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DATE: November 15, 2017 (Date of pronouncement)
DATE: December 2, 2017 (Date of publication)
AY: 2010-11
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CITATION:
Undisclosed income found in search: Law on whether statement obtained u/s 132(4) admitting earning of undisclosed income, which is allegedly retracted, can be used for making assessment explained in the light of P.V. Kalyanasundaram 294 ITR 49 (SC), S. Kadar Khan 352 ITR 480 (SC) and CBDT’s Circular

From the above, it is apparent that the ld. Commissioner of Income Tax (Appeals)’s reliance upon the so called retraction of the admission during search is not cogent. Similarly, the ld. Commissioner of Income Tax (Appeals) reliance upon the CBDT Circular of not obtaining confession is also out of place. It is clear that the registers were found which clearly detailed about undocumented surgeries performed by Dr. Ashok Chopra and unaccounted cash receipts. Based upon this Dr. Ashok Chopra has admitted offer of Rs.1.74 crores. Dr. Ashok Chopra had also accepted the working of this figure. As already noted there was never any retraction whatsoever by Dr. Ashok Chopra. The said admission of Dr. Ashok Chopra was also duly accepted and corroborated by Smt. Madhu Chopra, the director of the company. Under these circumstances, the ld. Commissioner of Income Tax (Appeals)’s contradictory acceptance that no incriminating documents were found, is not at all acceptable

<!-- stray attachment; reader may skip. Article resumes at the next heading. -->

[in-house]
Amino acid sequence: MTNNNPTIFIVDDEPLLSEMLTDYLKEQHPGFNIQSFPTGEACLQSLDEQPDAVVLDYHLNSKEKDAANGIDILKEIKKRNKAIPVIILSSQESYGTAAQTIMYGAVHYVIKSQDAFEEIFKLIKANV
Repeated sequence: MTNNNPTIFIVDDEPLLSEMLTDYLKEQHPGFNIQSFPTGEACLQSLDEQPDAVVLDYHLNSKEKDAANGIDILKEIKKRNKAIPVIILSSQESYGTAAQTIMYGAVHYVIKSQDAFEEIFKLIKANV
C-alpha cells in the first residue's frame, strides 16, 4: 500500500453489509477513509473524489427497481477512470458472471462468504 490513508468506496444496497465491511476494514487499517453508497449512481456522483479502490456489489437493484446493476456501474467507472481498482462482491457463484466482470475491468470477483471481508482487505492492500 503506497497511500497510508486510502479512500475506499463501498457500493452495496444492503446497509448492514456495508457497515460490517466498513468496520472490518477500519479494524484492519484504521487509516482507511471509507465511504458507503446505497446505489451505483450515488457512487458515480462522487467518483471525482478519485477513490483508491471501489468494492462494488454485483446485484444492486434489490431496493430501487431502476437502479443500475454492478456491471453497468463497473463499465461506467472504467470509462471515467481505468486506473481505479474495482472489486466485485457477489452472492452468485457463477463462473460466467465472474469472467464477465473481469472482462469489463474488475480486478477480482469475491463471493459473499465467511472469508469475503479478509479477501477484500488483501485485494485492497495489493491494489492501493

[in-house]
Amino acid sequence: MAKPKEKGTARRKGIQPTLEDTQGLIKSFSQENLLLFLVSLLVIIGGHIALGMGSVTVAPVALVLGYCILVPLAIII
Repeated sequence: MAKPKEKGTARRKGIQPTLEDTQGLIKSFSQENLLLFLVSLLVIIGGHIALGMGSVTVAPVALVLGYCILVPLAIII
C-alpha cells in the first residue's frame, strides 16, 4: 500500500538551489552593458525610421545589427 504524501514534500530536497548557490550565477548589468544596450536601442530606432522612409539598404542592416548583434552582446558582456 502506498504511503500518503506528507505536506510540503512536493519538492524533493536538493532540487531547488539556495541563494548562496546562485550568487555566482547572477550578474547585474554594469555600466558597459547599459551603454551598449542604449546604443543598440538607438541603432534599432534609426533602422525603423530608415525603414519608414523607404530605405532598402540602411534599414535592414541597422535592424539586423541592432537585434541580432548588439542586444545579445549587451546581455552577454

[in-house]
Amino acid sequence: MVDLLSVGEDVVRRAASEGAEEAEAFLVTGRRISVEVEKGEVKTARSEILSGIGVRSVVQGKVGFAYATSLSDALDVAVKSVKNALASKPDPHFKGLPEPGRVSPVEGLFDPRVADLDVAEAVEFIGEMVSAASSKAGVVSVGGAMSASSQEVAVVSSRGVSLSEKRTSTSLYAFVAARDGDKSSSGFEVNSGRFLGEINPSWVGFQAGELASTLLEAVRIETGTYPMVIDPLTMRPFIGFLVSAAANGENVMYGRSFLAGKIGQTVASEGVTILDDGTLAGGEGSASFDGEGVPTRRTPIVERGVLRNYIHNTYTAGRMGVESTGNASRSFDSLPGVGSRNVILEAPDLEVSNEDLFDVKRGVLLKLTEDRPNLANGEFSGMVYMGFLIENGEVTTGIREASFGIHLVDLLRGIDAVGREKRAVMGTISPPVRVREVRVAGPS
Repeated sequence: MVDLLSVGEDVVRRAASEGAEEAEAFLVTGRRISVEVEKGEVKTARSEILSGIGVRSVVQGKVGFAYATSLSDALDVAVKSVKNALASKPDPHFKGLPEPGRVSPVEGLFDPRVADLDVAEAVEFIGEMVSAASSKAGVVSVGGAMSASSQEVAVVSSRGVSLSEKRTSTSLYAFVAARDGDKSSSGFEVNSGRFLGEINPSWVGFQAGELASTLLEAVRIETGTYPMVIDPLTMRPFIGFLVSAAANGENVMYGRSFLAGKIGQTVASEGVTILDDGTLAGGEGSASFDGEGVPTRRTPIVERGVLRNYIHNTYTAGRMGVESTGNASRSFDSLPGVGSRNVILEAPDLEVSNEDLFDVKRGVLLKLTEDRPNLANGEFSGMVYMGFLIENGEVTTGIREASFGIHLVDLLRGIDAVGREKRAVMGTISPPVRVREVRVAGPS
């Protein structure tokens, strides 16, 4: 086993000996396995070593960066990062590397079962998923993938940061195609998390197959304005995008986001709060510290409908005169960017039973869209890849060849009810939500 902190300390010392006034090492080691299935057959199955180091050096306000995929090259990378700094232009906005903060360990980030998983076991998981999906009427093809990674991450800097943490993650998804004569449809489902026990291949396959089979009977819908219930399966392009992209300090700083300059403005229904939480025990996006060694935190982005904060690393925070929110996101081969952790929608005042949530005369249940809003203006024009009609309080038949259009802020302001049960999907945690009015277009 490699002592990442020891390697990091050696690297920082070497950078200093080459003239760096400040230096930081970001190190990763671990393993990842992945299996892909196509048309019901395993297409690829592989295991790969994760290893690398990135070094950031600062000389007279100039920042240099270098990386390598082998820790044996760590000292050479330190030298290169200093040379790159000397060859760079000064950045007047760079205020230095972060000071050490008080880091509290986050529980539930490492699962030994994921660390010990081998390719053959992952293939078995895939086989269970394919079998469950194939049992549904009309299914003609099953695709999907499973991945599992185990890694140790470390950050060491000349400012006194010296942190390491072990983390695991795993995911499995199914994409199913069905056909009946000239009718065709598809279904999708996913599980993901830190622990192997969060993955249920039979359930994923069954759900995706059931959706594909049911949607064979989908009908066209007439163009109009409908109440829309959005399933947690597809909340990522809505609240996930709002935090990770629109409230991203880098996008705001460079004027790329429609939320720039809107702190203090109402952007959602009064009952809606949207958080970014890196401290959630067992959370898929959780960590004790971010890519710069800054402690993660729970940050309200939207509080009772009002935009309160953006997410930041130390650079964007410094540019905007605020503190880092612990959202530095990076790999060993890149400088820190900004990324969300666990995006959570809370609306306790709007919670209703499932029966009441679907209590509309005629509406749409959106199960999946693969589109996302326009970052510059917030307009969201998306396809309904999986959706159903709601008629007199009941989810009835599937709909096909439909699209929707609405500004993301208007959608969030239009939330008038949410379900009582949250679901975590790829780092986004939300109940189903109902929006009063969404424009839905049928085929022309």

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DATE: October 3, 2017 (Date of pronouncement)
DATE: October 7, 2017 (Date of publication)
AY: -
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CITATION:
S. 153A search assessment: Supreme Court stays operation of the judgement of the Delhi High Court in Dayawanti Gupta vs. CIT 390 ITR 496 (Del). The High Court dealt with the issue whether an assessment u/s 153A can be made even if no incriminating material has been found during s. 132 search proceedings

In Dayawanti Gupta vs. CIT 390 ITR 496 (Del), the assessee argued before the Delhi High Court that since no incriminating material was found during or pursuant to the search, additions, made on the basis of block assessment, were unsustainable inasmuch as they revisited finally settled assessments. It was submitted that for completing a block assessment, founded on search proceedings and notice under Section 153A, the assessing officer has to base the order on fresh materials found during the search, in the form of books of accounts, articles seized, or other similar materials. In this case, the revenue could not substantiate its plea that the assesses had concealed their income, because nothing suspect which could result in an addition to the income assessed during the previous years was in fact seized or taken into custody. Therefore, the four assessments for the block period in question had to be set aside